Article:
Real world dating
If we think of dating in this way, we can use the analytical tools of economics to reason about romance in the same way we reason about economies.
One of the useful tools that economists use to study inequality is the Gini coefficient.
Social commentators today are very interested in “gender gaps,” especially the alleged difference in pay between men and women who do the same work.
There are other notable gaps, including a “libido gap” that is well-documented in scientific literature (with men desiring sex much more frequently and intensely than women on average) and also an “age gap” in which younger adults are described as more attractive on average, with an especially large age disadvantage for older women.
Match, one of the biggest online dating services in the industry, has generated more than enough success to pretend that dating is a veritable wonderland of romantic spoils.
But instead, in its first campaign with creative agency 72and Sunny Los Angeles, the brand partners with actress Rebel Wilson to really delve into the truth about finding love—an endeavor littered with disappointment, far-too-casual attitudes, and the occasional, unsolicited nude photo (which is never, ever a good idea).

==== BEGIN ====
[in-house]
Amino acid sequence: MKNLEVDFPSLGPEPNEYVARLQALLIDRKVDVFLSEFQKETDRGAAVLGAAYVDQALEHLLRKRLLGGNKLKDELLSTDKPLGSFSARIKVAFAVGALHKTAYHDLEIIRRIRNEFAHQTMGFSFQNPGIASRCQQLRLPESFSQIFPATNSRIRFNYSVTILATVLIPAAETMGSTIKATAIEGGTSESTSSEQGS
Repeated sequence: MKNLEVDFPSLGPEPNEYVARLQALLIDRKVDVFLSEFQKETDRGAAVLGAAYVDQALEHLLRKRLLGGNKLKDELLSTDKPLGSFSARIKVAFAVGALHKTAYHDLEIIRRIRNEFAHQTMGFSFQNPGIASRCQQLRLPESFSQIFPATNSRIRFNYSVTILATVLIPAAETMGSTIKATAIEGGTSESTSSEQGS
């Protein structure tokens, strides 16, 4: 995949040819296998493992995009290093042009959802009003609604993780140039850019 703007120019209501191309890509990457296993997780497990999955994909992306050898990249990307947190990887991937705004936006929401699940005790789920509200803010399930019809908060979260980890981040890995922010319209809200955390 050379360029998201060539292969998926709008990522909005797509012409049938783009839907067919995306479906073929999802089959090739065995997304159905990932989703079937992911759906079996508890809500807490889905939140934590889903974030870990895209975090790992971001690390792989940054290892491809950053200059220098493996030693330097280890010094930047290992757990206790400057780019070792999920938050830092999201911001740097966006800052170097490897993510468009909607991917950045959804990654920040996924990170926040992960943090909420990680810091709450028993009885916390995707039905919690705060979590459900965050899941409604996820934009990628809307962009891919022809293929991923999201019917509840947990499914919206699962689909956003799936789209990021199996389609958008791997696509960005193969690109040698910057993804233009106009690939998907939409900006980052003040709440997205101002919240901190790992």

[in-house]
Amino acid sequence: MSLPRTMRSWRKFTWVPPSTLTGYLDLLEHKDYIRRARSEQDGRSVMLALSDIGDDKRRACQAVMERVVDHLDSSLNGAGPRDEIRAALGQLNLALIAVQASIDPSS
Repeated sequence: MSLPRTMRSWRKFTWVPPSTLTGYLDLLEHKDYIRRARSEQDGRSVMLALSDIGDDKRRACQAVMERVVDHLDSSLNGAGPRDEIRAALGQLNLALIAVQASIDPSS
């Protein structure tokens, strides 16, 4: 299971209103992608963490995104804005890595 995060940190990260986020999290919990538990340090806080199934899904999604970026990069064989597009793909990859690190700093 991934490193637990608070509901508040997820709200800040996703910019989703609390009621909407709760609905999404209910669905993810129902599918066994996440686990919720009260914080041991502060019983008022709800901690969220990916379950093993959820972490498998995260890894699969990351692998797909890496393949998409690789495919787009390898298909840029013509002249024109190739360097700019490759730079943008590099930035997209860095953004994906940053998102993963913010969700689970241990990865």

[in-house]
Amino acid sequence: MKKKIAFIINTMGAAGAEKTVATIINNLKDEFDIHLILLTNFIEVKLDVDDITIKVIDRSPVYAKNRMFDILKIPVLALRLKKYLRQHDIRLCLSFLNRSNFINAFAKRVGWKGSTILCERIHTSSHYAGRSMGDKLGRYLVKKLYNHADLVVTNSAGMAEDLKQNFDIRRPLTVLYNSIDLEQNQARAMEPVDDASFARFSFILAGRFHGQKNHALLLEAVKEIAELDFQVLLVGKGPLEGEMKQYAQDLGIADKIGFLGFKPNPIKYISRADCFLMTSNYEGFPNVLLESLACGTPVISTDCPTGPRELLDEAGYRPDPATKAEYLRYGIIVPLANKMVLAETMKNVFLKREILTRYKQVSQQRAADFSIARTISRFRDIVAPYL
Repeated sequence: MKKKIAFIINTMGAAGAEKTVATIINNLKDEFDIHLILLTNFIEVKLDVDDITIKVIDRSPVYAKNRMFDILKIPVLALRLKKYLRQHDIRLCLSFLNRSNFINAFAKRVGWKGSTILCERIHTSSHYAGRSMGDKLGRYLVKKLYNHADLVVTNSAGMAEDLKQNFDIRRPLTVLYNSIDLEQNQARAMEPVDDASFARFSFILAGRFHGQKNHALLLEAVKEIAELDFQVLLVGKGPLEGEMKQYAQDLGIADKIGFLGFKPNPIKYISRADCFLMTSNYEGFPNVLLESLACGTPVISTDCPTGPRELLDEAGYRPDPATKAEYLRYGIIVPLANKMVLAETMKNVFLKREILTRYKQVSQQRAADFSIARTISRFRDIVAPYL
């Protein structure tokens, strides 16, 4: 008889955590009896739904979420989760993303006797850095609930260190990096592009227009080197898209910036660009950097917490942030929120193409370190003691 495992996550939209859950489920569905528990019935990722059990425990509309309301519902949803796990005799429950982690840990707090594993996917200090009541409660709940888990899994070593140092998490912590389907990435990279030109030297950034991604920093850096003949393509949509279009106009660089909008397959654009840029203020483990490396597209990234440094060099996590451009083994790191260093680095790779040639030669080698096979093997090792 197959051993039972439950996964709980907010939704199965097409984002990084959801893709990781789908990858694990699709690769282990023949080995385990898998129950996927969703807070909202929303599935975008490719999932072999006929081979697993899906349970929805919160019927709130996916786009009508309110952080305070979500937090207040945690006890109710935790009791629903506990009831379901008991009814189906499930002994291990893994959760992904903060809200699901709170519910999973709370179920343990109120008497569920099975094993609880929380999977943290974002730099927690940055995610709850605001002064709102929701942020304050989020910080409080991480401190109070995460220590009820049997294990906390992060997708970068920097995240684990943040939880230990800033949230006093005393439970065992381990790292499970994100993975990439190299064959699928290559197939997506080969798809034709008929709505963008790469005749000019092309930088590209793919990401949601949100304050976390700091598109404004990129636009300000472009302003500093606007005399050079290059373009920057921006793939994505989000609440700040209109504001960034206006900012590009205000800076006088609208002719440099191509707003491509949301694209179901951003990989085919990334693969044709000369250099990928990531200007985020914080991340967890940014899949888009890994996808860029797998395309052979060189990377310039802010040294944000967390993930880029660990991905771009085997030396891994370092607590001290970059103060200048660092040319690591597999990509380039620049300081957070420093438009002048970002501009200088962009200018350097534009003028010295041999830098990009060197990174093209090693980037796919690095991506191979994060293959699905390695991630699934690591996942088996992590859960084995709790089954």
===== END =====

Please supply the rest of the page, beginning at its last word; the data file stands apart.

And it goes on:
In Match’s newest campaign, “Let’s Make Love,” which went live across online social platforms today, Wilson host’s a podcast that gets real about dating.“People are getting ghosted and zombied and mermaided,” she lists in the video titled “Heart On.” “You know what gets us ready to really make love?
An egalitarian group in which each individual has the same income would have a Gini coefficient of zero, while an unequal group in which one individual had all the income and the rest had none would have a Gini coefficient close to one.
He reported that heterosexual females faced a Gini coefficient of 0.324, while heterosexual males faced a much higher Gini coefficient of 0.542.
So neither sex has complete equality: in both cases, there are some “wealthy” people with access to more romantic experiences and some “poor” who have access to few or none.
If these findings are to be believed, the great majority of women are only willing to communicate romantically with a small minority of men while most men are willing to communicate romantically with most women.
The degree of inequality in “likes” and “matches” credibly measures the degree of inequality in attractiveness, and necessarily implies at least that degree of inequality in romantic experiences.